Penrith Panthers vs. Melbourne Storm
ANZ Stadium, 7:50pm, Sunday October 25
Brent Naden returns to the starting side, with Tyrone May dropping to the interchange. Viliiame Kikau returns from suspension in the back-row, pushing Kurt Capewell to the bench and Mitch Kenny out of the side.
Melbourne are unchanged.
Key Match Up
Cameron Smith vs. Apisai Koroisau. The two form hookers of 2020 face-off in the decider, with the potential retirement of Cam Smith sure to steal headlines. Koroisau has won a Grand Final before, in 2014 with South Sydney, so he has the big game experience on the board. It’s simply a question of who’s respective game will outdo the other?
Api has a lethal running-game while there is no better hooker in the game in terms of controlling a match than Cam Smith. He never seems rushed, he never seems to take the wrong option. The big deficit is in the try-assists, Koroisau has registered four this season while Cam, the Dally M Hooker of the Year, has notched 15 assists in one less game.
It’s going to take a mammoth performance for Koroisau to make Penrith fans Api on Sunday night.
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Here we are. When we sat inside back in early April, confined to our own homes, circling that ‘May 28’ relaunch date over and over again, did anyone think we’d make it here? The NRL Grand Final? I didn’t think we’d be as complication-free as we have been, only forced to reschedule a single match of the 152 games played since Project Apollo kicked off.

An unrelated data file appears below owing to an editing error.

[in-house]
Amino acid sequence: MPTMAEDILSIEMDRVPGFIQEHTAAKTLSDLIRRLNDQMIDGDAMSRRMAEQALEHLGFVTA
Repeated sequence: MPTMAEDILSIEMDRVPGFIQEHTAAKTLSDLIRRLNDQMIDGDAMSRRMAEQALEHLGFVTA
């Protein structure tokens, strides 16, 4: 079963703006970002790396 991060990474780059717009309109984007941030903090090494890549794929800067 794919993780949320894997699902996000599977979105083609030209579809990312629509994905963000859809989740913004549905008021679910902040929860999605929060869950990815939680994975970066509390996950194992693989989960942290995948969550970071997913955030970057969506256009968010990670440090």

There’s a host of mouth-watering match-ups on the table. The eyes-up Jahrome Hughes against a dominant Nathan Cleary, Jarome Luai takes on fellow energetic five-eighth Cameron Munster. The big bodies collide out wide with Mansour and Vunivalu. While Papenhuyzen’s pace will meet Dylan Edward’s precision.
Experience is a different story, with the Storm dominating this youthful Panthers outfit, with Dale Finucane alone having played Grand Finals than the entire Penrith 17. The Panthers have the momentum of 17 straight victories, but that counts for very little in this contest. Kikau is a massive in and we can’t expect Penrith to make the handling errors they did against the Rabbitohs, but no side in the NRL punishes an error like the Storm do. Penrith could finish the match having completed 35/38, but the Storm will capitalise on those three errors.
The Panthers can’t afford to give them a sniff, and the Storm are too much of a well-oiled machine to crack on the big stage. It’s Craig Bellamy’s ninth Grand Final appearance, Cam Smith’s eighth. They know what it takes to win these games, and having lost two of their last three deciders, they’ll be eager.
If Cameron is retiring, he may not say a word to the playing group about it, not one, but his team mates will have a fire in the belly nonetheless to send him out a winner. Despite a Dally M snubbing, Nathan Cleary will be his dominant self and the Storm’s back three will have to be on song to diffuse his kicks.
Penrith have far and away been the best side of 2020, but not all fairy tales have a happy ending. It feels like the Storm have more to play for, four members of their Grand Final side are departing, and they’ll be sent out winners as Penrith succumb to their second loss of 2020. Melbourne by 8.